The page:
Representational image. | Image Courtesy: Deccan Chronicle
Last week we saw a number of commentaries and op-eds on why the Gandhis are a stumbling block to the reinvention of the Congress party. Their thrust was that if we do away with the Gandhi dynasty then we are all set for a rejuvenated Congress that will take on the Modi juggernaut. It is a fact that the Congress needs to reinvent itself, but dynastic politics is not a central issue in popular politics.
Prime Minister Narendra Modi has succeeded in making dynastic succession into a narrative that then got hooked onto an anti-elitist populist discourse, yet there is little merit in thinking that this is the key issue that is holding back a revamp of the Congress. This, in fact, is a red herring that Modi wishes to throw up at us so that no alternative to his party’s narrative actually emerges.
Dynastic politics is being seen by the newly-emerging second generation of urban elites and middle classes as a form of entitlement. That is how the aspirational lower class, that is mostly self-made, also see political dynasties. Modi managed to create an optics, by self-representing himself, that fits this narrative. However, beyond the pale of these classes there is also a possibility of reading dynasty as a symbol or face in a faceless political horizon.
Not just the Congress, almost all other political parties from the Dravida Munnetra Kazhagam (DMK) in Tamil Nadu to the Bharatiya Janata Party (BJP) and Janata Dal (Secular) or JD(S) in Karnataka, the Telugu Desam Party in Andhra Pradesh, Telangana Rashtra Samithi in Telangana, the All India Trinamool Congress in West Bengal, the Bahujan Samaj Party and Samajwadi Party in Uttar Pradesh, Rashtriya Janata Dal in Bihar, and all other regional parties, including the BJP in states, have a younger generation of leaders whose parents have been or still are active in politics.
Most of the regional parties that won elections recently, the JD(S) came to power in Karnataka under HD Kumarswamy, whose father was HD Deve Gowda, the former prime minister and state chief minister. The DMK is pitching for power under MK Stalin, the son of Karunanidhi, the former state chief minister. Similarly, Nara Lokesh, son of former chief minister N Chandrababu Naidu, has taken over the reins of the TDP in Andhra Pradesh, and there is already a shift of power in the TRS to KT Rama Rao, whose father, K Chandrashekar Rao, is the first Chief Minister of Telangana.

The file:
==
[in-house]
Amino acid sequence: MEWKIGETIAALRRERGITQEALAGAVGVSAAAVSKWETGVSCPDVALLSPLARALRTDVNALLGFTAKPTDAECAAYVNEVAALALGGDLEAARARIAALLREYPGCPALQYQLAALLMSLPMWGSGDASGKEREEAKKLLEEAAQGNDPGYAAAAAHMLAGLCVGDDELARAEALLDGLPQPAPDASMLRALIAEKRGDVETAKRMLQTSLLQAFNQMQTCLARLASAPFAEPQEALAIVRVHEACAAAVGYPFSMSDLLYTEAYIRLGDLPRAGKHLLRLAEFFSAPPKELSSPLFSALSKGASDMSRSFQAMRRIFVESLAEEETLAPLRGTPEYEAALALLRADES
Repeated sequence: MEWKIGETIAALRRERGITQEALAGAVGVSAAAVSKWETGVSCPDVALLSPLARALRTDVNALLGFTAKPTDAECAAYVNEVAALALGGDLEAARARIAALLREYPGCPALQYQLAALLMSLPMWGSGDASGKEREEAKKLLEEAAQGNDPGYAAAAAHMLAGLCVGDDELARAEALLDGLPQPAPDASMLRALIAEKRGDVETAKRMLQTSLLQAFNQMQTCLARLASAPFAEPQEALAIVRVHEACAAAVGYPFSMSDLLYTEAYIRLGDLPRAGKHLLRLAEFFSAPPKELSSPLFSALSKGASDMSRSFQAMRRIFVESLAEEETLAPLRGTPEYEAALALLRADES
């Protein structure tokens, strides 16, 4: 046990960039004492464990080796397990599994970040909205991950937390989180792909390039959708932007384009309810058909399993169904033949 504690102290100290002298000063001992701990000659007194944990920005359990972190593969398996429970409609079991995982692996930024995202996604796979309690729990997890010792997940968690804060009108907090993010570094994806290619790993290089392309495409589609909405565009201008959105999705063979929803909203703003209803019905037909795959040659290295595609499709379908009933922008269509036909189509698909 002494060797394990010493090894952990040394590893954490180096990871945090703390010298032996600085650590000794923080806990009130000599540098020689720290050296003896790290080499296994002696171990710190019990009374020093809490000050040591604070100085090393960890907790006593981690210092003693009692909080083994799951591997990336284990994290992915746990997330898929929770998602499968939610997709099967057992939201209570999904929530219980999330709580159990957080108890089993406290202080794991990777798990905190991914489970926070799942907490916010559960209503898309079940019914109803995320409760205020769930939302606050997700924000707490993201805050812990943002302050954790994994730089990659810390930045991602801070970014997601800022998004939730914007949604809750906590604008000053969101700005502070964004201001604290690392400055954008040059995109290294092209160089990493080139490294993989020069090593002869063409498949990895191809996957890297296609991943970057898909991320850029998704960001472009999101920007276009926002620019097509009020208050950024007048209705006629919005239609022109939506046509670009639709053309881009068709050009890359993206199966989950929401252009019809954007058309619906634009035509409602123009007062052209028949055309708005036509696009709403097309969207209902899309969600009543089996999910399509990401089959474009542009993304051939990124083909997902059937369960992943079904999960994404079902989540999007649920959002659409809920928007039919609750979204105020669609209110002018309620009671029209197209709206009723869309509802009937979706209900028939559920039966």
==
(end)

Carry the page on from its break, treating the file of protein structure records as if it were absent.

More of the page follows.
How then does dynasty become a central issue in Indian politics? Why is it being made so central in the critique against the Congress? Even if the criticism is valid, is it really a fundamental factor that is holding back the Congress?
In post-colonial democracies, with large sections of illiterate and poorly-literate population groups, symbols remain an important element in political participation. During the anti-colonial movement, Gandhi led through the use of popular symbols; the Charkha and Khadi referred to self-reliance, salt became a symbol of self-respect, Ashram of asceticism and honesty, and so on. Symbols help mainstream the marginalised social groups and aid their participation in mass politics. Symbols help people grasp the nuances of political values and narratives.
In post-independence India, the founding members opted for universal adult franchise when India had a just about 40% rate of literacy. The right to vote was considered a revolutionary and sometimes dangerous decision, but it worked because political parties, following up on the anti-colonial movement, inaugurated fresh symbols to galvanise mass participation. Family and dynasty also emerged as symbols in this era, and were in fact further entrenched when neo-liberal reforms brought in a facelessness to the economic and social process in a country whose population groups were essentially local and territorially-bound.